How Do You Get Clients?

A step-by-step approach for the simplest way to build your business

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How do you find your clients?

If you don’t want to faff around online, this issue walks you through the most pragmatic way I know for getting clients.

The edition in a nutshell:

  • inbound vs. outbound marketing and what it means for you

  • a step-by-step approach for getting clients

Let’s get into it.

First, Context: Inbound vs. Outbound Marketing

Let’s start off with some background intel.

There are two ways you can approach your marketing:

  1. Inbound marketing

  2. Outbound marketing

Inbound draws people to you. This is typical for social media, for example. Make content, show people your services, bring them into your world.

Outbound addresses people directly. It goes “out there”. This can be cold acquisition, ads, or billboard.

With social media and content marketing, inbound has become the norm in conversations about marketing - especially for solo businesses.

It’s not the only way there is, though.


Don’t Get Lost in the “Steps” of Marketing

With inbound marketing, it’s easy to get lost in the myriad of steps it seems you need to take: Make the content, post it, make a story, tease the offer, talk to people in the DMs, pitch them your service again, etc.

youtube videos GIF by Channel Frederator

It can be a very convoluted way of getting clients. You keep busy churning out content, when you want to be doing work that gets you paid.

One is not like the other.



The Pragmatic Way to Get Clients

The most pragmatic way to get clients is to reach out. There’s a way to make cold acquisition a good experience for everyone. See below.

The Steps.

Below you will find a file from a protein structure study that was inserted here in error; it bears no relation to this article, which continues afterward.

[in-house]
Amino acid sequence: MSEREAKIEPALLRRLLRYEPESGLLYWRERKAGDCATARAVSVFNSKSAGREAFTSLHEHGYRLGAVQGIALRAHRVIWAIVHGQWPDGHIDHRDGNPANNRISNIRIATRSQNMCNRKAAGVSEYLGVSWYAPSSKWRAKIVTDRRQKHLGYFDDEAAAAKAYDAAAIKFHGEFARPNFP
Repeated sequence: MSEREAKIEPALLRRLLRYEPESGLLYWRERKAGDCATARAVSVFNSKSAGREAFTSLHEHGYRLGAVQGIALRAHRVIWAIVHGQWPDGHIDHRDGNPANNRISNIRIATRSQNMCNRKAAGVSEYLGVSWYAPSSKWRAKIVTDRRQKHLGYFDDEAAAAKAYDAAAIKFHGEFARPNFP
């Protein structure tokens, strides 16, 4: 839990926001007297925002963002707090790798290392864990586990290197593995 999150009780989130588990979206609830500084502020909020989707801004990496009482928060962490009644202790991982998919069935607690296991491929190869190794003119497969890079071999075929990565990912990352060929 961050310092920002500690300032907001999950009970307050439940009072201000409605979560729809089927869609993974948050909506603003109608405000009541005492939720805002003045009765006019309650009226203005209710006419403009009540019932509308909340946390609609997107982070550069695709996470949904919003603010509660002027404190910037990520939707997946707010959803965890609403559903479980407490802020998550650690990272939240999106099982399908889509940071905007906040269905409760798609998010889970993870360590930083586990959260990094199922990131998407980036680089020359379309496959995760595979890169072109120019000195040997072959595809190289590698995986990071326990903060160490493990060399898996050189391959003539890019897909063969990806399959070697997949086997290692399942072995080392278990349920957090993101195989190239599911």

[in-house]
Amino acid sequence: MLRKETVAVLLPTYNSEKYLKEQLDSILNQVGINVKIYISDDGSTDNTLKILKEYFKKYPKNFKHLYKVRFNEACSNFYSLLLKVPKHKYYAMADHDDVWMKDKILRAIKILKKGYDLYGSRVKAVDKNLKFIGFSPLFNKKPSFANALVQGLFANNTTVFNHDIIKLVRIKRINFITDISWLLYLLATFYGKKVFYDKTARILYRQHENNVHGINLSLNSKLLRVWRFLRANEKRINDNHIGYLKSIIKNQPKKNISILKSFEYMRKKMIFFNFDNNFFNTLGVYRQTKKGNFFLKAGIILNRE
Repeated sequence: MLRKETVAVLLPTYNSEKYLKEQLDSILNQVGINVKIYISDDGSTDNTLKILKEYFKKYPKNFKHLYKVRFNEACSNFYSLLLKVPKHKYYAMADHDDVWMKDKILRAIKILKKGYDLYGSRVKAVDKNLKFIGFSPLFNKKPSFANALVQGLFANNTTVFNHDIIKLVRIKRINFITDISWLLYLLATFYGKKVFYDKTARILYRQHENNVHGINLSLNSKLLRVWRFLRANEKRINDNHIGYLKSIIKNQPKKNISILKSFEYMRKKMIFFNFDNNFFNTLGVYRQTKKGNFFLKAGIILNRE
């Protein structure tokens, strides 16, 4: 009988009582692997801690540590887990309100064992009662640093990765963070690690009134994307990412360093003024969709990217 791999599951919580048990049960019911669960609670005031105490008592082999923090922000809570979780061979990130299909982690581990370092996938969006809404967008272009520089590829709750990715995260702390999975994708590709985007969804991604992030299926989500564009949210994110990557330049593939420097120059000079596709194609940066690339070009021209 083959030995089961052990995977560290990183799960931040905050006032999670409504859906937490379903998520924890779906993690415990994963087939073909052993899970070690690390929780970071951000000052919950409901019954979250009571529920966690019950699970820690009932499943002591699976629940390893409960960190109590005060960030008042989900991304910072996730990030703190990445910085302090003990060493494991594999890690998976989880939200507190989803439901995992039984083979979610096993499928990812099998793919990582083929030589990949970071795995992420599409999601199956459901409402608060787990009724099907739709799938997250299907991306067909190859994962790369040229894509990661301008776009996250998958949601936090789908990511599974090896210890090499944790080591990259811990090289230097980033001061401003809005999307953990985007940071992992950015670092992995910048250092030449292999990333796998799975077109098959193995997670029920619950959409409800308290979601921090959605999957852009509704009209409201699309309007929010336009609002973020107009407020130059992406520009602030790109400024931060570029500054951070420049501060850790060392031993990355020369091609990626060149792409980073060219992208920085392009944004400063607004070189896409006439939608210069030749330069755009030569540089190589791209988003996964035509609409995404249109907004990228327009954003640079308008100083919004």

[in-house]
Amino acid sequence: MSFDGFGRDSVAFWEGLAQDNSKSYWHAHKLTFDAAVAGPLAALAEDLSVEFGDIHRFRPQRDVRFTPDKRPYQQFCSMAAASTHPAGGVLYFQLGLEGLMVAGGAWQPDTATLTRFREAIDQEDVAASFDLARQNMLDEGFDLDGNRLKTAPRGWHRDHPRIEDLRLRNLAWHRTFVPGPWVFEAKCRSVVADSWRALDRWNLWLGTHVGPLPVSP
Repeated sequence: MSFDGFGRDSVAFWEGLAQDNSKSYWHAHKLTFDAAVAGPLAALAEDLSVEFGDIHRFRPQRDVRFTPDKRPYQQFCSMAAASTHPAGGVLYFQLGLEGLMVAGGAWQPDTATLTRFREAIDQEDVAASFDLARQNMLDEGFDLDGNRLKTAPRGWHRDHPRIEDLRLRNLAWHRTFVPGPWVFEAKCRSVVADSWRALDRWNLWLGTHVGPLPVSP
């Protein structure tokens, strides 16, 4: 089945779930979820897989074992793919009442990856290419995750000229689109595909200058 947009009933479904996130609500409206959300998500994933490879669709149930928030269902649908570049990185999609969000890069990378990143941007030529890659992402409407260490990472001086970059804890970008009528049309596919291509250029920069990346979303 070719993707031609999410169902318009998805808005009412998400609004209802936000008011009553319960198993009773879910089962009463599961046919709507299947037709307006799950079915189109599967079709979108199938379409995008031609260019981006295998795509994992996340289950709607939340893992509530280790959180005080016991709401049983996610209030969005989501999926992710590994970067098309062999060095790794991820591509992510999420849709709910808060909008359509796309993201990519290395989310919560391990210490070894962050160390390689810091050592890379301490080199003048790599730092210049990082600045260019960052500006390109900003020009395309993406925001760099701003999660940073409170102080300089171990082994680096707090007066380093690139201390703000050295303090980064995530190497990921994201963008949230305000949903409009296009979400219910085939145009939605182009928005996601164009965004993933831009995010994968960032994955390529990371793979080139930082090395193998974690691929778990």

Let’s say you’re a web designer and want more clients.

1) Get clear on who you want to serve.

You need a niche in this case and want to ask yourself this:

  • Do they need your service?

  • Can they pay your rates?

For example: Solid, small businesses that have been around for decades and have outdated sites like a plumber.

2) Do your research.

Now you need to find your leads:

  • Pick a niche (for example local service businesses), then

  • Google - it’s easiest to go by region

  • Make a list (put everything together you find in a table - business name, URL, contact email, phone number, etc.)

3) Get more intel on how you can serve them.

It’s not enough to just have business names and contacts. You need to filter, whether you’re a good match and it’s worth reaching out to.

In the example of the web designer, you can ask yourself:

  • What does their site look like?

  • Does it look like it converts well?

  • Do you notice anything else that needs fixing?

Note all those in your table from the above.

4) Reach out.

Now comes the fun part: reaching out. Email works well here.

It’s important to write a personal message, not spam them. Do not copy-paste your messages here.

Use the information from your research to send something like this:

Hi [Name],

I’m XYZ, a web designer [from abc if the local angle applies].

I looked at your website and noticed [this is where you add concrete things you saw, for example: your site looks great on a desktop, but doesn’t work as well for mobile phones, etc.].

This can be easily improved with ….. OR It would be much better for your business and your clients, if your site…. [It’s important here to suggest something concrete they can respond to.]

Is that something you’re interested in? I’d be happy to help you [f.e. set up your site for a great user experience.]

Best [or whatever else you like to use here],

Boom, done. Rinse and repeat as you make your way through your list.


6 Things to Consider

1) Follow up.
Make sure to follow up with the people you reach out to. How often? When?

2) You will get ghosted and rejected.
You won't hear back from everyone. Such is life.

3) Personalize.
It’s way, way less awkward to cold email people when you personalize your message. That changes the dynamic from spam to a service-oriented offer.

4) Make it about them.
What can you do for people? What can you improve for them? How will the person’s business be better when they work with you? This is not about you but about what you can do for others.

5) Make sure this suits you.
Cold outreach isn’t for everyone and doesn’t work in all industries. Whether or not this is appropriate for you or your industry is your call.

6) Follow your excitement.
Who do you want to work with? Whose business fires up your creativity? Excitement is a great filter for outreach. Connect with the people and companies you want to work with.

Aaaand, that’s it from me for today. And always remember: marketing is about people.

Happy Marketing,

Johanna 📣

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